The Northland Region (Māori: Te Tai Tokerau) is the northernmost of New Zealand’s 16 local government regions. New Zealanders sometimes call it the Winterless North because of its mild climate. The main population centre is the city of Whangārei, and the largest town is Kerikeri.
The Northland Region occupies the northern 80% (265 km) of the 330 km Northland Peninsula, the southernmost part of which is in the Auckland Region. Stretching from a line at which the peninsula narrows to a width of just 15 km a little north of the town of Wellsford, Northland Region extends north to the tip of the Northland Peninsula, covering an area of 13,940 km2, a little over five per cent of the country’s total area. It is bounded to the west by the Tasman Sea, and to the east by the Pacific Ocean. The land is predominantly rolling hill country. Farming and forestry occupy over half of the land and are two of the region’s main industries.
Although many of the region’s kauri forests were felled during the 19th century, some areas still exist where this rare giant grows tall. New Zealand’s largest tree, Tāne Mahuta, stands in the Waipoua Forest south of the Hokianga Harbour.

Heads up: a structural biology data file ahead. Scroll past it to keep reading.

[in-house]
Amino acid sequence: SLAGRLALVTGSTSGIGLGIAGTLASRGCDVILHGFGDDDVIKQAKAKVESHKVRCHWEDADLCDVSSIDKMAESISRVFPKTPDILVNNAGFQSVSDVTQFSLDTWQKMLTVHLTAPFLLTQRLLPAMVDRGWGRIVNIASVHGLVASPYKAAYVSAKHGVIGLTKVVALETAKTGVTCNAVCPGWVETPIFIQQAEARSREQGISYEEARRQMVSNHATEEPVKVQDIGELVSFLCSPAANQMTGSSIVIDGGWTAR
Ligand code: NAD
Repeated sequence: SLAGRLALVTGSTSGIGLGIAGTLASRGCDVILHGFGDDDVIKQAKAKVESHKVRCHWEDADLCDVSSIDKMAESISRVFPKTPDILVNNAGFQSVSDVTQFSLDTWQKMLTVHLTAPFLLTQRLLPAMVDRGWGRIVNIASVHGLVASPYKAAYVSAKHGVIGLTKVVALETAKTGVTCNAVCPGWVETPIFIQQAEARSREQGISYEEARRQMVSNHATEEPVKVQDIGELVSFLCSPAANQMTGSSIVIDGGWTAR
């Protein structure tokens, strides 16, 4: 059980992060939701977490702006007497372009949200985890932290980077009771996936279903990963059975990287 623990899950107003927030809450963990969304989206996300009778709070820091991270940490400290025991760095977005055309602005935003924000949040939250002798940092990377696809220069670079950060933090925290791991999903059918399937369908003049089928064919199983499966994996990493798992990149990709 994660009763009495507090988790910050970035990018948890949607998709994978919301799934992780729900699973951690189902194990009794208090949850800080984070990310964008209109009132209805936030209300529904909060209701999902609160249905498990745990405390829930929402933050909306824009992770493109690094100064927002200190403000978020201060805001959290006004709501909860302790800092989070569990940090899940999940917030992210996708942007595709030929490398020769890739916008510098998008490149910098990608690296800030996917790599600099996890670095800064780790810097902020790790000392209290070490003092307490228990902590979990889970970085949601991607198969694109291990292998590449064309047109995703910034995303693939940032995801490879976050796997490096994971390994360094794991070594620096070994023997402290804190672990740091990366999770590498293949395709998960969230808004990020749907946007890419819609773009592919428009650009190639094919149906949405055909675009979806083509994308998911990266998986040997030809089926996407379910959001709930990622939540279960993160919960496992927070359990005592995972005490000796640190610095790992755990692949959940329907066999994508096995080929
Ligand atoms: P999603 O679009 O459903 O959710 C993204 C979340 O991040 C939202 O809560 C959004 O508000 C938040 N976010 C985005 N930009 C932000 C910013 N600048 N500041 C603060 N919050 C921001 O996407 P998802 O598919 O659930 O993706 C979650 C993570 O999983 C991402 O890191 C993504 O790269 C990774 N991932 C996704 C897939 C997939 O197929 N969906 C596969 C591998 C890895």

The western coast is dominated by several long straight beaches, the most famous of which is the inaccurately-named 88 km stretch of Ninety Mile Beach in the region’s far north. Two large inlets are also located on this coast, the massive Kaipara Harbour in the south and the convoluted inlets of the Hokianga Harbour.
The east coast is more rugged, and is dotted with bays and peninsulas. Several large natural harbours are found on this coast, from Whangaroa Harbour, and past the famous Bay of Islands down to Whangārei Harbour. Numerous islands dot this coast, notably the Hen and Chicken Islands and the Poor Knights Islands.
The northernmost points of the North Island mainland lie at the Surville Cliffs, close to North Cape although the northernmost point of the country is further north, in the Kermadec chain of islands. Cape Reinga and Spirits Bay, however, have a symbolic part to play as the end of the country. In Māori mythology, it is from here that the souls of the dead depart on their journey to the afterlife.
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